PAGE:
Refinitiv Africa economic data coverage:
- Africa economics content comprises around 500,000 nationally sourced time series data covering 54 African nations
- Content is sourced from national statistical offices, central banks and other key national institutions
- The full breadth of economics categories in Datastream including national accounts, money and finance, prices, surveys, labor market, consumer, industry, government and external sectors
- International sources including OECD, World Bank, IMF, African Development Bank, Oxford Economics & more provide comparable data & forecasts across the continent
Refinitiv® Datastream® has global macroeconomics coverage to analyze virtually any macro environment, and better understand economic cycles to uncover trends and forecast market conditions. With over 14.2 million economic times series map trends, customers can validate ideas and identify opportunities using Refinitiv Datastream. Access its powerful charting tools, 9,000 pre-built chart templates and chart studies for commonly used valuation, performance, and technical and fundamental analysis.
Refinitiv continually grows available data – the China expansion in 2019 covered a unique combination of economic and financial indicators. Refinitiv plans to expand Southeast Asia covering Thailand, Vietnam, Philippines and Malaysia with delivery expected in 2021. This ensures that Refinitiv will have much needed emerging market economic content.
Oil Rises on Drawdown in U.S. Oil Stocks, OPEC Demand Outlook
Oil prices rose in early trade on Wednesday, adding to overnight gains, after industry data showed U.S. oil inventories declined more than expected and OPEC raised its outlook for oil demand.
Brent crude futures rose 28 cents, or 0.4%, to $63.95 a barrel at 0057 GMT, after climbing 39 cents on Tuesday.
U.S. West Texas Intermediate (WTI) crude futures similarly climbed 28 cents, or 0.5%, to $60.46 a barrel, adding to Tuesday’s rise of 48 cents.
Oil price gains over the past week have been underpinned by signs of a strong economic recovery in China and the United States, but have been capped by concerns over stalled vaccine rollouts worldwide and soaring COVID-19 infections in India and Brazil.
Nevertheless, the Organization of the Petroleum Exporting Countries (OPEC) tweaked up its forecast on Tuesday for world oil demand growth this year, now expecting demand to rise by 5.95 million barrels per day (bpd) in 2021, up by 70,000 bpd from its forecast last month. It is banking on the pandemic to subside and travel curbs to be eased.
“It was a welcome prognosis by the market, which had been fretting about the impact the ongoing pandemic was having on demand,” ANZ Research analysts said in a note.
Further supporting the market on Wednesday, sources said data from the American Petroleum Institute showed crude stocks fell by 3.6 million barrels in the week ended April 9, compared with estimates for a decline of about 2.9 million barrels from analysts polled by Reuters.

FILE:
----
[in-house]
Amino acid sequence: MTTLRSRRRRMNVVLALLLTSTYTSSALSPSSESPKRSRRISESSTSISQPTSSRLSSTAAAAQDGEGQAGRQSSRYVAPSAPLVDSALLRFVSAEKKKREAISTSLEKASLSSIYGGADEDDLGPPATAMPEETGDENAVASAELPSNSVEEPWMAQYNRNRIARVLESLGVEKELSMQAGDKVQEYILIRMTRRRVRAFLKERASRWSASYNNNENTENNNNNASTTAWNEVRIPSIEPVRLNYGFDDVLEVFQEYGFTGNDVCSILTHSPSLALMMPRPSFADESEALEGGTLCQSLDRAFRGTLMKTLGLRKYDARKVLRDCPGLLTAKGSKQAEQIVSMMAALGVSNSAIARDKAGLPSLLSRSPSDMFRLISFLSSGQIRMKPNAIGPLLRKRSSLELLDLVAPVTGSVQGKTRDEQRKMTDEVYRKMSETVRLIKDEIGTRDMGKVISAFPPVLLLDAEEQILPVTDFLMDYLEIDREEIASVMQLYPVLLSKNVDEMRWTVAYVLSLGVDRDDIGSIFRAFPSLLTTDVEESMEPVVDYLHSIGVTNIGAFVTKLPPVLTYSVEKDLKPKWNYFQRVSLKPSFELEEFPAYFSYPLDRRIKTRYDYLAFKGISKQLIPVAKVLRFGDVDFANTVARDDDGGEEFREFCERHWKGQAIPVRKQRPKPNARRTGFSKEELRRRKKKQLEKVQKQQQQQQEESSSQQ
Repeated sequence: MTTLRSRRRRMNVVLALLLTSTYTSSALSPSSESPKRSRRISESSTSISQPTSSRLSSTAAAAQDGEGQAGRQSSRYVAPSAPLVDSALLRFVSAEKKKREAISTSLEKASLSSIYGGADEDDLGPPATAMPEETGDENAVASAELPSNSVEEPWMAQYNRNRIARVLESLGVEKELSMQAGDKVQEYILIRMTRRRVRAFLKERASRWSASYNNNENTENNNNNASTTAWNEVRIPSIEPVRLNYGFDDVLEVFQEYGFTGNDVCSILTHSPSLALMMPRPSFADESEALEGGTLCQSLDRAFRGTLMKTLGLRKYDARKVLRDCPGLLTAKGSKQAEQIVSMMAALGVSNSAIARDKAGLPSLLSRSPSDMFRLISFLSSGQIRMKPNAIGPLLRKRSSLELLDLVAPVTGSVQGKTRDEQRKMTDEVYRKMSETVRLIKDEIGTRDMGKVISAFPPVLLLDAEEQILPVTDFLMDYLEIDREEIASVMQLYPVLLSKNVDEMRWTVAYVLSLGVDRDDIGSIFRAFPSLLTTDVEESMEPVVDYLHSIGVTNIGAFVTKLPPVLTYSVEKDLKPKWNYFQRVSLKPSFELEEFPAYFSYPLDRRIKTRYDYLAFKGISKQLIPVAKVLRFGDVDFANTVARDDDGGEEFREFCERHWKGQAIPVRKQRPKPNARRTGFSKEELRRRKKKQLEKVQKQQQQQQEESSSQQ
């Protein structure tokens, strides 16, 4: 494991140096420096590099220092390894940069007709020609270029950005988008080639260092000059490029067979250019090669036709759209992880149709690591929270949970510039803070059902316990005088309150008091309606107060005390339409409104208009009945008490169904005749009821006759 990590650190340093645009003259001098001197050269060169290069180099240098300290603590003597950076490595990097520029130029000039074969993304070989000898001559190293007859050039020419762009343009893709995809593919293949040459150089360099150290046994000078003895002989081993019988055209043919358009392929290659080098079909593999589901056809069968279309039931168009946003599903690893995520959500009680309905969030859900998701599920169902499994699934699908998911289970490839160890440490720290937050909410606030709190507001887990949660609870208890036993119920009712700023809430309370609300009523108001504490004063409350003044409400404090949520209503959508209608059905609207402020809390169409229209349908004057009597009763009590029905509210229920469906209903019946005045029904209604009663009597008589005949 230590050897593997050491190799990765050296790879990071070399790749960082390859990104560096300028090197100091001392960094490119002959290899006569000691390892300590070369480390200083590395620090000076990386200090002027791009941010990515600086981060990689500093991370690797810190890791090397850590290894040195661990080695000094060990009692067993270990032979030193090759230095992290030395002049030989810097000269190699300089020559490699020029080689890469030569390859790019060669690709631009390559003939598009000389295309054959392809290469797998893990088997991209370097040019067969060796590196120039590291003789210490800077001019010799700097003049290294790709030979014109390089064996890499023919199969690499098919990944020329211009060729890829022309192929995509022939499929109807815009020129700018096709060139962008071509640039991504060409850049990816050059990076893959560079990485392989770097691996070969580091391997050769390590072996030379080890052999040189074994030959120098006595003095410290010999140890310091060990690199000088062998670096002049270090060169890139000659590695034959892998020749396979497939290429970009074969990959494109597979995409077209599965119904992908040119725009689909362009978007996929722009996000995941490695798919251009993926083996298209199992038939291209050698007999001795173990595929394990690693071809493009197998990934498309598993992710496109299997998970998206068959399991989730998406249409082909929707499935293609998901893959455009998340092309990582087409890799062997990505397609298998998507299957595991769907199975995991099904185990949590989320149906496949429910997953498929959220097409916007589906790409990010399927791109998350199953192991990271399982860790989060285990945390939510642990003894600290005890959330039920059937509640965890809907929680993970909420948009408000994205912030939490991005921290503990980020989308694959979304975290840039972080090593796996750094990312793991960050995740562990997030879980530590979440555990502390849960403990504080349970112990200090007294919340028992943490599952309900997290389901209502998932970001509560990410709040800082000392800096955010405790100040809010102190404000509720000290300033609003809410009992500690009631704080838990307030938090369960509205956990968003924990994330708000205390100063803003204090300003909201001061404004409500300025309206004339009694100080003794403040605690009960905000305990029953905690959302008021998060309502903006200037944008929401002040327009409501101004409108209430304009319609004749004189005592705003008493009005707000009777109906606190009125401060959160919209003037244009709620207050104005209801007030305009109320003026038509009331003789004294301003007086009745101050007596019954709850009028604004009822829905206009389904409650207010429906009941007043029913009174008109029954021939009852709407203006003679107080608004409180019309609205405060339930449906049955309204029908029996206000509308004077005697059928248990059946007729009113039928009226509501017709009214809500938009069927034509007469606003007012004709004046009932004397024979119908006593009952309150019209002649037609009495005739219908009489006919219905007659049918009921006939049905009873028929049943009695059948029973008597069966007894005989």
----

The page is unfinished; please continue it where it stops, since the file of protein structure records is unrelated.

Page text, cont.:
Traders are waiting to see if official inventory data from the U.S. Energy Information Administration (EIA) on Wednesday matches that view.
Market gains are being capped on concerns about increased oil production in the United States and rising supply from Iran at a time when OPEC and its allies, together called OPEC+, are set to bring on more supply from May.
“They may have to contend with rising U.S. supply,” ANZ analysts said.
EIA said this week oil output from seven major shale formations is expected to rise by 13,000 bpd in May to 7.61 million bpd.
African Energy Developments Demand Sustained Investment With New Projects in Mozambique, Tanzania, Uganda, and Senegal
In the past twelve months, the African energy sector has seen several encouraging developments – in the form of both Foreign Direct Investment (FDI) and strategic partnerships – that have advanced the sustainable development of its natural resources. In fact, despite a global downturn in investment in 2020, FDI flows to developing economies accounted for 72% of global FDI, the highest share to date. Given the magnitude of Africa’s oil and gas reserves – not to mention its abundant renewable resource wealth – the continent remains a highly attractive market for inbound investment, which is vital for its growth.
Take Uganda, for instance, which is home to one of the largest onshore discoveries in sub-Saharan Africa. Following multiple petroleum discoveries in Uganda’s Albertine Graben – estimated to contain 6.5 billion barrels of oil, of which 1.4 billion are considered recoverable – foreign investments into the country are expected to reach nearly $20 billion. Last April, Total E&P Uganda B.V. signed a Sale and Purchase Agreement with Tullow Oil PC, through which Total will acquire Tullow’s entire 33.34% interests in Uganda’s Lake Albert development project and the East African Crude Oil Pipeline (EACOP). Five months later, the Ugandan Government and Total signed a host government agreement for EACOP, representing a significant step toward reaching a final investment decision. The deal pushes along an extended development process – slowed by infrastructure issues, tax complications, then COVID-19 – that not only promises to bring first oil by 2022, but also provides a pathway to monetization via associated transport infrastructure.